ADVERTISEMENT
Advertise Here

Spin Control

Don’t wait too long to file for office

Would-be candidates planning to wait for the last minute to file for office be advised: Make sure you know when the “last minute” is. Depending on where you file, it could be earlier than you think.
Washington candidates have until “the close of business” to file their initial paperwork. Traditionally, that meant 5 p.m. across the state. It was common to see unopposed incumbents gather at the elections office about 4:45 p.m. on Friday of filing week to see if they’d drawn any challengers. Fence-sitting candidates might wait until 4:55 p.m. to get into a race with weak or no competition. And sometimes a person who’d become sidetracked with work, school, kids or life in general would rush in with just seconds to spare.
For people walking their petitions of candidacy into the Secretary of State’s office, where papers for any office that covers more than one county, 5 p.m. is still the drop-dead time
But for county elections offices, where candidates for county, legislative and judicial offices contained within their boundaries must file, the deadline could be different.
Spokane County elections office closes at 4 p.m. as do Ferry, Lincon and Pend Oreille counties.
Stevens County elections closes at 3:30 p.m, Adams County at 4:30 p.m. and Whitman County at 5 p.m.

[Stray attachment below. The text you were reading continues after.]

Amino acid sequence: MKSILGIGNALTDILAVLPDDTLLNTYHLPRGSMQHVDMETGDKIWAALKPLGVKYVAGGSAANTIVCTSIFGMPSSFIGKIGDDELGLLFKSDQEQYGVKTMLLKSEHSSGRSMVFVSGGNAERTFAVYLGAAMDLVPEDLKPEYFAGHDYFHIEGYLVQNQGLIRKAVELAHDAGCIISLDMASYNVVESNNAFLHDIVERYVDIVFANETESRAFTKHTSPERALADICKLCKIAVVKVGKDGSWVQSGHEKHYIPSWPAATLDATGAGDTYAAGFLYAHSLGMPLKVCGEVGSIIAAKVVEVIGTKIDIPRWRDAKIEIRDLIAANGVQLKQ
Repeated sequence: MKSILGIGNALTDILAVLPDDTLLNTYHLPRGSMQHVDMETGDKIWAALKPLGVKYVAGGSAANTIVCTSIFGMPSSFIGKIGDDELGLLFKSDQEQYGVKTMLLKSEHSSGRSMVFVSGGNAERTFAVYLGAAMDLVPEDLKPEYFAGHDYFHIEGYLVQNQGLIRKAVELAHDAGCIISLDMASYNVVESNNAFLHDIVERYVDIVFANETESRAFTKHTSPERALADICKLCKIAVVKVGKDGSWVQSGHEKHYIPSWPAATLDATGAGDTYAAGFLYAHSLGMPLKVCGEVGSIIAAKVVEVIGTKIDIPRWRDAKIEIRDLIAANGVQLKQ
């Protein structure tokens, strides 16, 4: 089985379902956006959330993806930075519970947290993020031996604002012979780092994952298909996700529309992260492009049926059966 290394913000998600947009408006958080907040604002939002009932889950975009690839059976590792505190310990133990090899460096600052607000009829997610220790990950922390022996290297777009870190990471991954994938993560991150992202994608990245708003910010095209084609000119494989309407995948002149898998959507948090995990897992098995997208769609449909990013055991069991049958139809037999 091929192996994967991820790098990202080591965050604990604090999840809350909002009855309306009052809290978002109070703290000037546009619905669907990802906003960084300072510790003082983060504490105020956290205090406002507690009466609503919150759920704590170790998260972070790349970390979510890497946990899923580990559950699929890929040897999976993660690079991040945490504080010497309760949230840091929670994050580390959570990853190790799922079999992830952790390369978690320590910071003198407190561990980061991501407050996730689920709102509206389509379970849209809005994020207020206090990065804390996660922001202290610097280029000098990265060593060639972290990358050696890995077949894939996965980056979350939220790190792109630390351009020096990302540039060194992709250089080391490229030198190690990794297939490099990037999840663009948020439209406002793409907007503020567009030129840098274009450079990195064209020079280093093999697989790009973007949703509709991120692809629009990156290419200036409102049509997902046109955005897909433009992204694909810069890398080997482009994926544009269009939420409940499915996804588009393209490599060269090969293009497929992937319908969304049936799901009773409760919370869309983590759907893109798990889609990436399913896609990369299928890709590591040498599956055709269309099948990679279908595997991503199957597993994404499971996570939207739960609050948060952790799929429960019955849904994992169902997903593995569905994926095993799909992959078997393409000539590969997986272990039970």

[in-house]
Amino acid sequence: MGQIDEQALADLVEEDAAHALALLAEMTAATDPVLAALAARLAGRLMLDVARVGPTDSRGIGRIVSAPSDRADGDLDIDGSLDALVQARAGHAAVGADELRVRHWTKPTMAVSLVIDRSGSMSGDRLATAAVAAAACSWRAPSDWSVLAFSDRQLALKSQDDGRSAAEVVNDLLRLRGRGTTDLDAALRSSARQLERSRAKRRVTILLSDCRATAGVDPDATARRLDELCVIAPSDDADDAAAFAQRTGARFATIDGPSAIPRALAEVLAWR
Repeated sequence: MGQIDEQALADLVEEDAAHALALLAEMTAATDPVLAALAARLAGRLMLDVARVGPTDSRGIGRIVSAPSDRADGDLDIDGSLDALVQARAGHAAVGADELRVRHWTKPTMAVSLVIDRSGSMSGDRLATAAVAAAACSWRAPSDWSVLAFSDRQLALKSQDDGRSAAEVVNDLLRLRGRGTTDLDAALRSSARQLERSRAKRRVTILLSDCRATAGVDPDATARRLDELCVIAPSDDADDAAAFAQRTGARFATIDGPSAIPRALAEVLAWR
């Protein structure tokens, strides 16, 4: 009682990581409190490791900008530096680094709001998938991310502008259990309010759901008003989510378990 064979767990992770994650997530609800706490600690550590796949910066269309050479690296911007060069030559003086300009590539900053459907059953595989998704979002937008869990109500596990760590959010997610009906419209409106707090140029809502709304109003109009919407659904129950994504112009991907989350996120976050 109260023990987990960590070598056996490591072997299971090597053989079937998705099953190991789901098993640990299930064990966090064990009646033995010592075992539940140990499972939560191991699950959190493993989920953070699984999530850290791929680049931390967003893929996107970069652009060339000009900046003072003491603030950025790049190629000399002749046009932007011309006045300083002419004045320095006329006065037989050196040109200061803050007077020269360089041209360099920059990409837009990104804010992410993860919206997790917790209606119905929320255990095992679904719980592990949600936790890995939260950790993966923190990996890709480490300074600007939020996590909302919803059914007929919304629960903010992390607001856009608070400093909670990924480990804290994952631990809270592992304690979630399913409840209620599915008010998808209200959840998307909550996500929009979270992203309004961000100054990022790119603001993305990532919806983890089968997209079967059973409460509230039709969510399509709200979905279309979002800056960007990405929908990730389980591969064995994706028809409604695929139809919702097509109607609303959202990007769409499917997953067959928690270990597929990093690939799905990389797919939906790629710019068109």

That’s because many counties are struggling with tight budgets, and operating on shortened hours. Elections offices don’t have to stay open extra to accept candidate petitions.
Candidates can also file by mail, or online. But the deadline for those petitions is 4 p.m., no matter where they are going.


Please keep it civil. Don't post comments that are obscene, defamatory, threatening, off-topic, an infringement of copyright or an invasion of privacy. Read our forum standards and community guidelines.

You must be logged in to post comments. Please log in here or click the comment box below for options.

comments powered by Disqus
« Back to Spin Control

Get blog updates by email

About this blog

Jim Camden is a veteran political reporter for The Spokesman-Review.


Jonathan Brunt is an enterprise reporter for The Spokesman-Review.


Kip Hill is a general assignments reporter for The Spokesman-Review.

Nick Deshais covers Spokane City Hall for The Spokesman-Review.

Latest comments »

Read all the posts from recent conversations on Spin Control.

Search this blog
Subscribe to this blog
ADVERTISEMENT
Advertise Here